If you’re exploring different ways to holistically aid your inflammation pain, talking to your doctor about adding a yoga practice into your daily routine could be a source of relief.
But, first, know that not every inflammation-focused yoga practice is going to look the same. That’s because inflammation pain (both acute and chronic) presents itself in many ways — since it can stem from a wide variety of underlying health problems, from infection to stroke to arthritis.
So, instead of directly guiding you through a flow, we’re calling on two professionals to help you navigate your journey in treating inflammation pain — starting with yoga practices worth considering.
“Forms of yoga that include heat [and] warmth may benefit those with inflammatory responses. Other types of yoga, including Vinyasa and Kundalini, may help with specific spinal movements that allow for increased flexibility and decreasing rigidity,” Dr. Sheri Dewan, MD, a board-certified neurosurgeon at Northwestern Medicine Central DuPage Hospital, tells us.
Kimberlee Bonura, PhD, a triple-certified yoga instructor registered with the Yoga Alliance and a member of the International Association of Yoga Therapists, adds that restorative yoga “can reduce the levels of stress hormones like cortisol and other physiological markers of inflammation in the body.”
Restorative yoga is not about pushing, sweating, and powering through, she explains. “It’s about listening to your body, relaxing, and feeling good in the pose.”
No matter the practice, understanding the signals that your body sends you mid-flow is essential.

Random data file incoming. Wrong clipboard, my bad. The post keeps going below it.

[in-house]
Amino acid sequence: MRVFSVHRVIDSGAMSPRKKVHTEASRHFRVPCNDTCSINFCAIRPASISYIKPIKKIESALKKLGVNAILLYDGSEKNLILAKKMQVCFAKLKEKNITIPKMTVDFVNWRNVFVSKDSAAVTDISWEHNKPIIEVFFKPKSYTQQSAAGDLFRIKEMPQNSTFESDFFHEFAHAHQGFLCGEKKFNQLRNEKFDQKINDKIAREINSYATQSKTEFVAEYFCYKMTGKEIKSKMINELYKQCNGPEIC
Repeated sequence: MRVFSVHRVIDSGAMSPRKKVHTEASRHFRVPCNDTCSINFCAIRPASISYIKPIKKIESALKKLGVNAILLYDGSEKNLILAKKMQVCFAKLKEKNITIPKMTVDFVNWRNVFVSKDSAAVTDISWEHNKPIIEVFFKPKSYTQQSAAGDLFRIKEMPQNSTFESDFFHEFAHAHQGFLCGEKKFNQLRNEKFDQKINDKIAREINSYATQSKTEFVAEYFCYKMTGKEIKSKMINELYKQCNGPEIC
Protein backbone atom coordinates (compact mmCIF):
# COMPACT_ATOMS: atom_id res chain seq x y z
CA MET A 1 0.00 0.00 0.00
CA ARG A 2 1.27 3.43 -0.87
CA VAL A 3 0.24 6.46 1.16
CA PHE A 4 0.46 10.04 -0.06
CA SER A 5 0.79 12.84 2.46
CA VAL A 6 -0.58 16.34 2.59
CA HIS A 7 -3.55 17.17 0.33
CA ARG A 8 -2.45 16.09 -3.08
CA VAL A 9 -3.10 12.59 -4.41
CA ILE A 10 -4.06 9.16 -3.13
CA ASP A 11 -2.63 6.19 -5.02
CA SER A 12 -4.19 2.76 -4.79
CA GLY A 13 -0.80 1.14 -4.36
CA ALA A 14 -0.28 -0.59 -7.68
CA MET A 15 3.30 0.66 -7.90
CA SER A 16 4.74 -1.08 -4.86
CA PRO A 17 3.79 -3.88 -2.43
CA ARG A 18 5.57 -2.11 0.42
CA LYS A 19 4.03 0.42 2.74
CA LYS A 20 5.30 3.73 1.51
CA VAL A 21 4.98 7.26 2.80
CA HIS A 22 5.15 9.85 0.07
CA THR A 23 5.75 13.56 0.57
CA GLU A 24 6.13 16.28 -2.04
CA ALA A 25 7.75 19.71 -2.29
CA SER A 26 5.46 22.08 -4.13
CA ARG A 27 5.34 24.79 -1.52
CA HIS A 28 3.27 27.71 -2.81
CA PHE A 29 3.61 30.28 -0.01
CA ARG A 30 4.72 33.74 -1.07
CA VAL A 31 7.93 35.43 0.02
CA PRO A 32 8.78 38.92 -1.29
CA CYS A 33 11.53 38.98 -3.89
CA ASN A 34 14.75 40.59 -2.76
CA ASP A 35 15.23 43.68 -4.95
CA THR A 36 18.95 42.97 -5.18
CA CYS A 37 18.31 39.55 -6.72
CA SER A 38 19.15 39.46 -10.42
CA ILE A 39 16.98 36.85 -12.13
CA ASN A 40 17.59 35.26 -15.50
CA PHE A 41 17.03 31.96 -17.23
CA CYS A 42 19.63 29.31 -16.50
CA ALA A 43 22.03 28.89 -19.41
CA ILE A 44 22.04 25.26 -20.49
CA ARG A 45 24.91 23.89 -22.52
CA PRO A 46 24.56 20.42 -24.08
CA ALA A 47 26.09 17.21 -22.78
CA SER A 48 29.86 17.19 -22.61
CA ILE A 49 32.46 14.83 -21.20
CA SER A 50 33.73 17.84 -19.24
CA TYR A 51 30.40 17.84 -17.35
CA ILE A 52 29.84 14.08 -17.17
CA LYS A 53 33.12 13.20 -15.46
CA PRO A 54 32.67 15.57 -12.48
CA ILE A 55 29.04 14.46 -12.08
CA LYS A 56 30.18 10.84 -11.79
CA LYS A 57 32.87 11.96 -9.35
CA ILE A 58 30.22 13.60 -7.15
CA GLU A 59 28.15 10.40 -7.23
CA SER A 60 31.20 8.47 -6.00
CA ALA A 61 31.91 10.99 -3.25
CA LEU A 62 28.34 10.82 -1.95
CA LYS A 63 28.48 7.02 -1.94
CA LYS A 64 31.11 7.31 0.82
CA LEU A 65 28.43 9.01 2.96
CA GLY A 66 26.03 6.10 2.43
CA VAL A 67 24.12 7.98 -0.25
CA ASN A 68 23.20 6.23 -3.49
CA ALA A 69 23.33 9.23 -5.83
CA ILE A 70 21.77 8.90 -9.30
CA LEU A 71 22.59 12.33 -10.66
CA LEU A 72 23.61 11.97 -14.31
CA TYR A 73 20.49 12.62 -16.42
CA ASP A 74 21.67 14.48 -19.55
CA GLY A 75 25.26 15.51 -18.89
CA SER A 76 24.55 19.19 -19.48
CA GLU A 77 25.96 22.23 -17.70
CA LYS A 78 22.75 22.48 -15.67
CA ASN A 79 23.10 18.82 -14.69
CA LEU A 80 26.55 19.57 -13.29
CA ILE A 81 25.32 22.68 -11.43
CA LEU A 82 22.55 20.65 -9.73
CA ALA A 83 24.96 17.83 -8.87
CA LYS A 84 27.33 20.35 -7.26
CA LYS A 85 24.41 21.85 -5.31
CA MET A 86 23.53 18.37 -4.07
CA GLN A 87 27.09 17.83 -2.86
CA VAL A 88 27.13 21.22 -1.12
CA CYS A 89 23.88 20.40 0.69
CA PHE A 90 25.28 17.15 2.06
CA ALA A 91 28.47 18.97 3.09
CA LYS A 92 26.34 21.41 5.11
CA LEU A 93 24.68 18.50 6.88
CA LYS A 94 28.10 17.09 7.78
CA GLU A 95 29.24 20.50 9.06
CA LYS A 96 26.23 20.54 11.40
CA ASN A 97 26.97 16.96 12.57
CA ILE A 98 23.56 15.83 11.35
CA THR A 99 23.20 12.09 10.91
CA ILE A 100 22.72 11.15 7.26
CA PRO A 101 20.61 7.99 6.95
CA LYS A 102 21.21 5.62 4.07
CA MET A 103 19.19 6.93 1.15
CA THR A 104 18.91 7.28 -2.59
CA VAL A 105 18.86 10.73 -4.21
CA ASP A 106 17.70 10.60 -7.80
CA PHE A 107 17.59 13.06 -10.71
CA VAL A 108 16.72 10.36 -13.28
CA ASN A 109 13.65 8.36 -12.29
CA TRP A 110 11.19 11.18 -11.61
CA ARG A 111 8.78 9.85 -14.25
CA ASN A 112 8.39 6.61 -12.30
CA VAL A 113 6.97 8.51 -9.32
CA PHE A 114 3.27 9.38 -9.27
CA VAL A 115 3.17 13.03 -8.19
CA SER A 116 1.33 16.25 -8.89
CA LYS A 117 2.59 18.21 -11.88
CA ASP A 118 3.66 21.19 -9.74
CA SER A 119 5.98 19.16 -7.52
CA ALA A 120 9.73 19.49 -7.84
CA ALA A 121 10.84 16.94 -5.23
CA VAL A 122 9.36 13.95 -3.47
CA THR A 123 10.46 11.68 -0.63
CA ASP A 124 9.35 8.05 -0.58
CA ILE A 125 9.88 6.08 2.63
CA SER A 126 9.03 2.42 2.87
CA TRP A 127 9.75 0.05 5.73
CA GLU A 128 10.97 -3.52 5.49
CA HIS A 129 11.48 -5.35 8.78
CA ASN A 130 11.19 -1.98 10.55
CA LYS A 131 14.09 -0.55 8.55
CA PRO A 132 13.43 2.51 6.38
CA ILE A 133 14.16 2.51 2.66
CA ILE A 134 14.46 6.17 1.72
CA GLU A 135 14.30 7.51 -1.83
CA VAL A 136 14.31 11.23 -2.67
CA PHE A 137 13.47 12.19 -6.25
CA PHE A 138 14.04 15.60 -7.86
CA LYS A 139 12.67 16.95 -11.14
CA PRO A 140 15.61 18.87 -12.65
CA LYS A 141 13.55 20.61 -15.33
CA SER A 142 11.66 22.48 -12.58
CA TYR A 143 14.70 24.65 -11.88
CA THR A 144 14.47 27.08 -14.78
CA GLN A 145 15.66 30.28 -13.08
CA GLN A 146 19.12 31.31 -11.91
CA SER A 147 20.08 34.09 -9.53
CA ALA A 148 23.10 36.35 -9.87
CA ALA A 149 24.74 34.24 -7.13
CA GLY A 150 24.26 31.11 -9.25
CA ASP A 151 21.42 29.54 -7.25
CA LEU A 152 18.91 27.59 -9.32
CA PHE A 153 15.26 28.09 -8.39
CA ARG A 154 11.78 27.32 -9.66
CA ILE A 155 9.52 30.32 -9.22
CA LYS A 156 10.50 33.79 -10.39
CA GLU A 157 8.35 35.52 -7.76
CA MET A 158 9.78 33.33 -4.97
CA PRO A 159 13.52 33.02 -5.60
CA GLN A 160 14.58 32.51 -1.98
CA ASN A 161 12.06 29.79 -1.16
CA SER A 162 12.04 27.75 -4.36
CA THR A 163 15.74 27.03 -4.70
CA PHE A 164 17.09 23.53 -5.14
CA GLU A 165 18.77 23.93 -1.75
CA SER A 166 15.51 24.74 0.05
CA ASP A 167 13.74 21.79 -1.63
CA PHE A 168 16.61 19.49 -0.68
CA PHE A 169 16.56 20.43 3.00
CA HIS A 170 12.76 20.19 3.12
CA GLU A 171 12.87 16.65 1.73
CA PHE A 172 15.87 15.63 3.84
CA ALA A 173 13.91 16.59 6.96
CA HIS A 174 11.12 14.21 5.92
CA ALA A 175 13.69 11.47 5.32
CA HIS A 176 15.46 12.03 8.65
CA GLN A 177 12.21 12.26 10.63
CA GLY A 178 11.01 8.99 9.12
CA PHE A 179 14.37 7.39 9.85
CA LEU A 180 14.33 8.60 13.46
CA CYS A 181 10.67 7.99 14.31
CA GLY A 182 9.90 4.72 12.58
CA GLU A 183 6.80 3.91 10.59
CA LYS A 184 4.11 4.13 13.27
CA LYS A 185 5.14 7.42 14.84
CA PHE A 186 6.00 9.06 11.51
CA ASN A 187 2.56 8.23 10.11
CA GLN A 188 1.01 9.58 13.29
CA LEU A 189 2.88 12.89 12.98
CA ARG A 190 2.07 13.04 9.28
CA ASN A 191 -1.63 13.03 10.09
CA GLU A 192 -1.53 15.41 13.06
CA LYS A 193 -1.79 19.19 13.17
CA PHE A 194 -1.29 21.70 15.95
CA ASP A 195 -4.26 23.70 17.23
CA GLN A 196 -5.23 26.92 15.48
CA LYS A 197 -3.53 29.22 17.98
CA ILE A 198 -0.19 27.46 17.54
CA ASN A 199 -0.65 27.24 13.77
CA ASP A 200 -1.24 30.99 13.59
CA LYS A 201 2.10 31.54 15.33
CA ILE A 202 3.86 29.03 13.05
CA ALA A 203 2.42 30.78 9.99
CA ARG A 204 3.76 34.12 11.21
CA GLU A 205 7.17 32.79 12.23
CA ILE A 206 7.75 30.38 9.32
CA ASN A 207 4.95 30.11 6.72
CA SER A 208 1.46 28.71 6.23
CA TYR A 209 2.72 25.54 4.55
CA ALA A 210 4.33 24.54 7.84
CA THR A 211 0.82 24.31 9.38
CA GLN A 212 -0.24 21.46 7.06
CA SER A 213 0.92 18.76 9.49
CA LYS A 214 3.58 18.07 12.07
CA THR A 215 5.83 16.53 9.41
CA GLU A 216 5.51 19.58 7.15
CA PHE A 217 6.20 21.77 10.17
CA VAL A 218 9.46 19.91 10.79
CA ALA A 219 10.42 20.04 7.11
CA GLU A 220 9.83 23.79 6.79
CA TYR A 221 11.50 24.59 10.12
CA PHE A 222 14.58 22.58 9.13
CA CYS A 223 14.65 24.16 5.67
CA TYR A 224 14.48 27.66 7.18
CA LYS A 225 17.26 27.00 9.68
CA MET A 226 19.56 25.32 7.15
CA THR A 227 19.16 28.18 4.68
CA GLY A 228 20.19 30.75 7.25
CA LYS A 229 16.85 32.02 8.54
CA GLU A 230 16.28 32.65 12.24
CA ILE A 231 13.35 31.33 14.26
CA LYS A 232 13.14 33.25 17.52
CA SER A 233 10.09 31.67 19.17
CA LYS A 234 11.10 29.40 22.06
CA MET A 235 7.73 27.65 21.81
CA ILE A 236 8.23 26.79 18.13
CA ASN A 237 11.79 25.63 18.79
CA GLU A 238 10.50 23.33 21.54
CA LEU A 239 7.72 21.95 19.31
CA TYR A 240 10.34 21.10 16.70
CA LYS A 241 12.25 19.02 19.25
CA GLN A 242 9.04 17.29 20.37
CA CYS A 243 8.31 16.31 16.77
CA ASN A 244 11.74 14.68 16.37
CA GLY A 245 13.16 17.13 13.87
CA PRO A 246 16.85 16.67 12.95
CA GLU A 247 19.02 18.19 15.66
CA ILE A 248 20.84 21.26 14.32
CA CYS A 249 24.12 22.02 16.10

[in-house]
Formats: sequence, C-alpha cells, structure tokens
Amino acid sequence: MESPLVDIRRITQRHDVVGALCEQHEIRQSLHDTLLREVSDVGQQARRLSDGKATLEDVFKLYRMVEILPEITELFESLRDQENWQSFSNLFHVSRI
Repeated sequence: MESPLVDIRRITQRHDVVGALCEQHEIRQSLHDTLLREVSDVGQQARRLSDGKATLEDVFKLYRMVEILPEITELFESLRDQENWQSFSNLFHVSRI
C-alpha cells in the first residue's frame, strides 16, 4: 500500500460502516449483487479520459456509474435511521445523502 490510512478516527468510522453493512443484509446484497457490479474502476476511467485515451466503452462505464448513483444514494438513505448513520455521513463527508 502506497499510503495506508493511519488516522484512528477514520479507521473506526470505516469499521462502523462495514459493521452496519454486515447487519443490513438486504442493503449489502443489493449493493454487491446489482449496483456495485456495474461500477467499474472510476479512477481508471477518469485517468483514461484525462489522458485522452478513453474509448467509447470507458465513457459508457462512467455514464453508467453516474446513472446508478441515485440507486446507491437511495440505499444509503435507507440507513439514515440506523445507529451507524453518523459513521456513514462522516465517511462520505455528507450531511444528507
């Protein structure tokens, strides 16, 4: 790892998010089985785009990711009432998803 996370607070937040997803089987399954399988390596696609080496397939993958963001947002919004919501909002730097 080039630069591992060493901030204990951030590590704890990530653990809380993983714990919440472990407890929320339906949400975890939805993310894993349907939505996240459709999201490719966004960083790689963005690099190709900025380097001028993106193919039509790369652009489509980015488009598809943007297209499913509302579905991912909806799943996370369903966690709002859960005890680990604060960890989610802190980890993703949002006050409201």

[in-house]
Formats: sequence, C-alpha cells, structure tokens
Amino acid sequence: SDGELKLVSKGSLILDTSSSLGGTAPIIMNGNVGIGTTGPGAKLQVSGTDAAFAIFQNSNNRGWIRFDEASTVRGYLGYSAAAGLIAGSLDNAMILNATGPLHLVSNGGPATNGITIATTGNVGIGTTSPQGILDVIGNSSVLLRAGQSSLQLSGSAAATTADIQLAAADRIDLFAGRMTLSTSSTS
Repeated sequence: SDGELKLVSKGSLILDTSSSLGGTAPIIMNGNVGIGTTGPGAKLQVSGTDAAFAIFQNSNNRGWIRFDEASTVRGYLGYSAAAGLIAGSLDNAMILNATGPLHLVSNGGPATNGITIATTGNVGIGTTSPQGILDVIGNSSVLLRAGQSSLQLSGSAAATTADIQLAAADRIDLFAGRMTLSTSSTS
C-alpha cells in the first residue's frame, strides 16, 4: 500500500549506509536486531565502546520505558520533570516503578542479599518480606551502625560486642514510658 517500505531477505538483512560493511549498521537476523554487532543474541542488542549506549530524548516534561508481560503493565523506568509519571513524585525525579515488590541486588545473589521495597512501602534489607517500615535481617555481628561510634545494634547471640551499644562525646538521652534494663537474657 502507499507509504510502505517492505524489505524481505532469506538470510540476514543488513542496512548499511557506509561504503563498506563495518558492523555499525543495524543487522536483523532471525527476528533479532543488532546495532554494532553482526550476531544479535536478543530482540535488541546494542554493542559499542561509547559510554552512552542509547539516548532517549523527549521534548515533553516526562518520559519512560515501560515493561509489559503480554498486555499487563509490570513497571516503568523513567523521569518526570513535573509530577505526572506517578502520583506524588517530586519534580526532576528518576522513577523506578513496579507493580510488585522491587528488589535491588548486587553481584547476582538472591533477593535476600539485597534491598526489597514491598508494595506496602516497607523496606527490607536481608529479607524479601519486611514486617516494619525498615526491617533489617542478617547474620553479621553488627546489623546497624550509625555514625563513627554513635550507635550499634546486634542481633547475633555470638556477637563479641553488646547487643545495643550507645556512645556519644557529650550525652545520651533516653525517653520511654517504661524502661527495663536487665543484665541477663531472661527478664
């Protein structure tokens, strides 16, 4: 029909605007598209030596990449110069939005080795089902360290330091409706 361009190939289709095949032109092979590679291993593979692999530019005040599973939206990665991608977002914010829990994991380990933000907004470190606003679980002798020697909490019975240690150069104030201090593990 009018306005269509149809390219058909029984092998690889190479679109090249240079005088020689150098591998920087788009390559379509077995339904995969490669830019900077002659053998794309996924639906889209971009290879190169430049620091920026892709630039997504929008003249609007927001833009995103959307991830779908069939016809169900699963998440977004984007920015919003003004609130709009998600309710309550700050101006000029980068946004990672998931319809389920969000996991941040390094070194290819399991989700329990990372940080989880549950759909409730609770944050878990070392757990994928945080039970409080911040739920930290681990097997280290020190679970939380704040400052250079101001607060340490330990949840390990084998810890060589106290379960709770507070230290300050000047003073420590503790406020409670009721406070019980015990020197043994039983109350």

“It is important to distinguish between discomfort and pain,” Bonura says.
If a yoga pose feels uncomfortable, it could be OK to work through it to improve your strength and flexibility.
But, she says, pain is never good — take that as your body’s internal warning signal to stop what you’re doing.
“If you are having pain with a flow or a pose, then you shouldn’t be doing that flow or that pose — at least not at that time. Take a step back. Find an adapted version or modification of the pose that provides similar benefits without discomfort,” Bonura confirms.
Dr. Dewan agrees, too, that all yoga flows should be modified to prevent inflammation pain.
Working with a certified professional (even virtually!) who has specialized training in your condition and can guide you through modifications, moves, and tools (like blocks or straps) will help you avoid putting unnecessary stress on your body.
And although it’s up to the discretion of the professional you’re working with, know that Dr. Dewan generally feels that 30-45 minutes of yoga a day is a great goal to strive for — although no one should feel discouraged if they can’t meet that quota. Bonura agrees. “Doing a little consistently is more valuable than doing a lot occasionally. Doing yoga for five or 10 minutes each day will yield more long-term results than doing a longer workout inconsistently,” she says.
Especially if your inflammation inhibits your sleep — and in return, your healing — Bonura feels that adding a 5-10 minute sequence into your bedtime routine is a great way to improve sleep quality and promote relaxation.
Although more individual research is required before you can feel good in a yoga practice, know that any step — or stretch — toward relief is one in the right direction.